Science.gov (United States)

    Kägi, M K

    1998-08-01

    The therapy of atopic dermatitis remains a challenge. The success of any therapeutic concept is based on a broad and early diagnostic approach which allows to rule out relevant provocation factors and allergens. During remission periods the regular use of a topical basic therapy consisting of drug-free emolients is recommended. Topical corticosteroids as well as systemic or local antimicrobial therapy and antihistamines are essential during periods of acute exacerbations. Although during the last years a great number of new therapeutic approaches have been published, data of most of these therapeutic modalities are not sufficient to allow an unrestricted use in all patients with atopic dermatitis.

  4. Reporting therapeutic discourse in a therapeutic community.

    Science.gov (United States)

    Chapman, G E

    1988-03-01

    Research in nurses' communications has concentrated on nurse to patient interactions. Those few studies which focus on nurse to nurse communications seem to be generated by a pragmatic and normative concern with effective information sharing. In this paper, which describes one aspect of a larger case study of a hospital-based therapeutic community, the description and analysis of nurses' reports flows not from a normative model of professional practice, but rather an exploration of how professional practice is articulated as discourse in nurses' written accounts. Foucault's ideas about therapeutic discourse inform the theoretical framework of the research. Ethnomethodological concerns with the importance of documentary analysis provide the methodological rationale for examining nurses' 24-hour report documents, as official discourse, reflecting therapeutic practice in this setting. A content analysis of nurses' reports, collected over a period of 4 months, demonstrated the importance of domesticity and ordinary everyday activities in nurses' accounts of hospital life. Disruption to the 'life as usual' domesticity in the community seemed to be associated with admission to and discharge from the hospital when interpersonal and interactional changes between patients occur. It is suggested that nurses in general hospital wards and more orthodox psychiatric settings might usefully consider the impact of admissions and discharges on the group of patients they manage, and make this a discursive focus of their work.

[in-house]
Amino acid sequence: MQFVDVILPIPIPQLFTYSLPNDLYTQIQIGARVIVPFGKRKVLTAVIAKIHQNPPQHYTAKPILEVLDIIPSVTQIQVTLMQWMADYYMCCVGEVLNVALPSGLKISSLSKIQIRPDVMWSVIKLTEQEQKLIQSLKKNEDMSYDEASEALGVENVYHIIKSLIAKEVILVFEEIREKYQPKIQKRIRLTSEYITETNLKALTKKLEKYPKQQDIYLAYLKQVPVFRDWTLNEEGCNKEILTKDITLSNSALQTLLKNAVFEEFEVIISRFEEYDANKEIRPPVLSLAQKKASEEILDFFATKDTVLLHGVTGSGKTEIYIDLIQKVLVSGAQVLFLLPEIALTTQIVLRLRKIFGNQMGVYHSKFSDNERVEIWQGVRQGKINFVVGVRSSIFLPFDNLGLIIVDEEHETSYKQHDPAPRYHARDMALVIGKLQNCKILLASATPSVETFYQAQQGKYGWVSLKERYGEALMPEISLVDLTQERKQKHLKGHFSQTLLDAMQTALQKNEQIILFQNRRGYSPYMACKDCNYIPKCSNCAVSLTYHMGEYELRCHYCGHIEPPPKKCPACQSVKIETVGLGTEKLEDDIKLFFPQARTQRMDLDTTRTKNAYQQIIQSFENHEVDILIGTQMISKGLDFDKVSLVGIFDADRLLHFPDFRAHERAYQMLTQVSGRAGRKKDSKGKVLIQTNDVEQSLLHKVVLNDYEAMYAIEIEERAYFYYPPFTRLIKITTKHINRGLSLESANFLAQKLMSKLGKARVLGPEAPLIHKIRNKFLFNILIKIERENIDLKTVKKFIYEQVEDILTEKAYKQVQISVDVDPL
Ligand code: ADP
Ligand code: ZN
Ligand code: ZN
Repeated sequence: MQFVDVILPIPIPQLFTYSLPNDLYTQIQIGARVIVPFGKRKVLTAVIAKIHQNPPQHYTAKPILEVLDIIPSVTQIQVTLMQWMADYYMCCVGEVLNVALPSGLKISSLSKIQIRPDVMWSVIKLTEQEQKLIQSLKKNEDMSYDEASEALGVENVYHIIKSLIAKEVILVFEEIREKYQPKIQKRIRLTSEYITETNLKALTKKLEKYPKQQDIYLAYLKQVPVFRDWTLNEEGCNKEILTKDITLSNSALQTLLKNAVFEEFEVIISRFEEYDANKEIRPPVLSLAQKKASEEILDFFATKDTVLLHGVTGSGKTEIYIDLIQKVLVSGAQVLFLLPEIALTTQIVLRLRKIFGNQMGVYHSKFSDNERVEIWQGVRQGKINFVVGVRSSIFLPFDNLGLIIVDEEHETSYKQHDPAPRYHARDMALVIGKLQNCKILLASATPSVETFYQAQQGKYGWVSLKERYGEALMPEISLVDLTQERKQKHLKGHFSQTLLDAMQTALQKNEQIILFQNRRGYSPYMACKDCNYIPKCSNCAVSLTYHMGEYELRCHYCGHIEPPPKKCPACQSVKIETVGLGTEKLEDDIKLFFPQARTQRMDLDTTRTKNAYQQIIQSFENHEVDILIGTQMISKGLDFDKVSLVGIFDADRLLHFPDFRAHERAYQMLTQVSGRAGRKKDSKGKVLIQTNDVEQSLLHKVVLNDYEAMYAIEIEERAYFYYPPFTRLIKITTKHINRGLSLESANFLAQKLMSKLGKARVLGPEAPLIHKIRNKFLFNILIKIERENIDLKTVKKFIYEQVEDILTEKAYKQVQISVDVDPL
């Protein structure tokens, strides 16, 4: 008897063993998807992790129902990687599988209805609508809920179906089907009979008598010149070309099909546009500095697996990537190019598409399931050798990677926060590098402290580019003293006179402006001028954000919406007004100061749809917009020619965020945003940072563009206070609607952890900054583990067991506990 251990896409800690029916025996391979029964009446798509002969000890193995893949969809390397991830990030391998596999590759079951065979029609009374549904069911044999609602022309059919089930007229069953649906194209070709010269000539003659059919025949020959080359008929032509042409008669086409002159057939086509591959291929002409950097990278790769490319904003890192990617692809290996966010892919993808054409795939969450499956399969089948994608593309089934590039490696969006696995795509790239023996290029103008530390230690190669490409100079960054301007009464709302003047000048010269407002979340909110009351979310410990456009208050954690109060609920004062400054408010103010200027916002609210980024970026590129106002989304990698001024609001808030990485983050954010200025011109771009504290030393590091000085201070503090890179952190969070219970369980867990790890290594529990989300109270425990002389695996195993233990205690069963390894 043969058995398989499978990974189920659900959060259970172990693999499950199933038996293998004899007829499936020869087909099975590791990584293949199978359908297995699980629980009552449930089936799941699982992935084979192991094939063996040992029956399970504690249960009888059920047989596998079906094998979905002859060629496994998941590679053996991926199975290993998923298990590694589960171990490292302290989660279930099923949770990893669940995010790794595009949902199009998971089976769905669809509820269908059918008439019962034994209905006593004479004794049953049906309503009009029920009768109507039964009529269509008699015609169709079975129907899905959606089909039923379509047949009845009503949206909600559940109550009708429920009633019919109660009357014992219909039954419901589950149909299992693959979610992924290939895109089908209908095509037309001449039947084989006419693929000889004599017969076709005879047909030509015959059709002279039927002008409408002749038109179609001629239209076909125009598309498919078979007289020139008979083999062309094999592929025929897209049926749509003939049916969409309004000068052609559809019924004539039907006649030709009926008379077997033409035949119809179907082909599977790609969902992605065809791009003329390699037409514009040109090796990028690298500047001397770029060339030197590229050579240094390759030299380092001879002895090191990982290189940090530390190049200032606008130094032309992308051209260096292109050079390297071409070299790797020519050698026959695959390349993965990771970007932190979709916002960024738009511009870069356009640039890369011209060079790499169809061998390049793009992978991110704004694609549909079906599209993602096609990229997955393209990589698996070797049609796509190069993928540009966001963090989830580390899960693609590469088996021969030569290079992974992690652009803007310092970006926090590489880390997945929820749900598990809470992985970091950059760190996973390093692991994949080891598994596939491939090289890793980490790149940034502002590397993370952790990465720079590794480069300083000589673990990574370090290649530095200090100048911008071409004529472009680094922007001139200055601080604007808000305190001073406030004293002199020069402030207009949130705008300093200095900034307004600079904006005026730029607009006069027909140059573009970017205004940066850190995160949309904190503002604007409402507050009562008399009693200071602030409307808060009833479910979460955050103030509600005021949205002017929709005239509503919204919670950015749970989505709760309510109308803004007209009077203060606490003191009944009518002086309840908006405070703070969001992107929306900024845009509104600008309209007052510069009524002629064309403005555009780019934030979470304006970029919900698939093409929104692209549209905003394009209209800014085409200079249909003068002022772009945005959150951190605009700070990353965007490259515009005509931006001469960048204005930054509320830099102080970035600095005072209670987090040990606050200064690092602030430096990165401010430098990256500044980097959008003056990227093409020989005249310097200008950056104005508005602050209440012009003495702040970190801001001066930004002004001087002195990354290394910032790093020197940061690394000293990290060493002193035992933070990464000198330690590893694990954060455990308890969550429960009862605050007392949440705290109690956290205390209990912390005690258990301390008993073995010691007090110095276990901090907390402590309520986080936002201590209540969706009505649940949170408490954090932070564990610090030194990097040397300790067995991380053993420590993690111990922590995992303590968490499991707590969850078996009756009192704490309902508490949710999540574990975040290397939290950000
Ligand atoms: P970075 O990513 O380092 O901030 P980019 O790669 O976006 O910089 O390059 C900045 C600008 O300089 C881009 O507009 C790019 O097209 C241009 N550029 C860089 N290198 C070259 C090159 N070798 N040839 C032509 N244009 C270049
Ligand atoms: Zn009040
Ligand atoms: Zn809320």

5. Effect of CYP2B6*6 on Steady-State Serum Concentrations of Bupropion and Hydroxybupropion in Psychiatric Patients: A Study Based on Therapeutic Drug Monitoring Data.

    Science.gov (United States)

    Høiseth, Gudrun; Haslemo, Tore; Uthus, Linda H; Molden, Espen

    2015-10-01

    The clinical effect of bupropion is mediated by its active metabolite hydroxybupropion. Previous studies have reported conflicting impact of the CYP2B6*6 variant allele on the formation of hydroxybupropion from bupropion. The aim of this study was to clarify the effect of CYP2B6*6 and secondarily CYP2D6 genotype on steady-state serum concentrations of bupropion and hydroxybupropion in a large population of psychiatric patients. Retrospective information about dose-adjusted serum concentrations (C/D ratios) of bupropion and hydroxybupropion, CYP2B6 genotype (ie, data on the 2B6*6 polymorphisms 516G>T and 785A>G) and CYP2D6 genotype, was obtained from a therapeutic drug monitoring database (n = 132 patients). C/D ratios of bupropion and hydroxybupropion, and metabolic ratios, were compared between CYP2B6 genotype subgroups by multivariate mixed-model analyses (2B6*1/*1 was defined as control group). In the analyses, CYP2D6 genotype was also included as a covariate. Homozygous 2B6*6 carriers (n = 7) had significantly lower C/D ratios of hydroxybupropion compared with controls (n = 79), that is, estimated mean 5.8 versus 13.0 nmol·L·mg (P bupropion metabolic ratios in heterozygous and homozygous 2B6*6 carriers were significantly lower than in controls (P = 0.001 and P bupropion values were observed in poor versus extensive CYP2D6 metabolizers (P = 0.020). This study shows that the CYP2B6*6 variant allele is associated with significantly reduced formation of the active bupropion metabolite in psychiatric patients. Our findings suggest that dose-adjusted serum concentrations of hydroxybupropion at steady state is approximately halved in homozygous CYP2B6*6 carriers, which might imply risk of reduced clinical response in this patient subgroup. The CYP2D6 genotype does not affect hydroxybupropion concentrations and is therefore unlikely to impact bupropion treatment.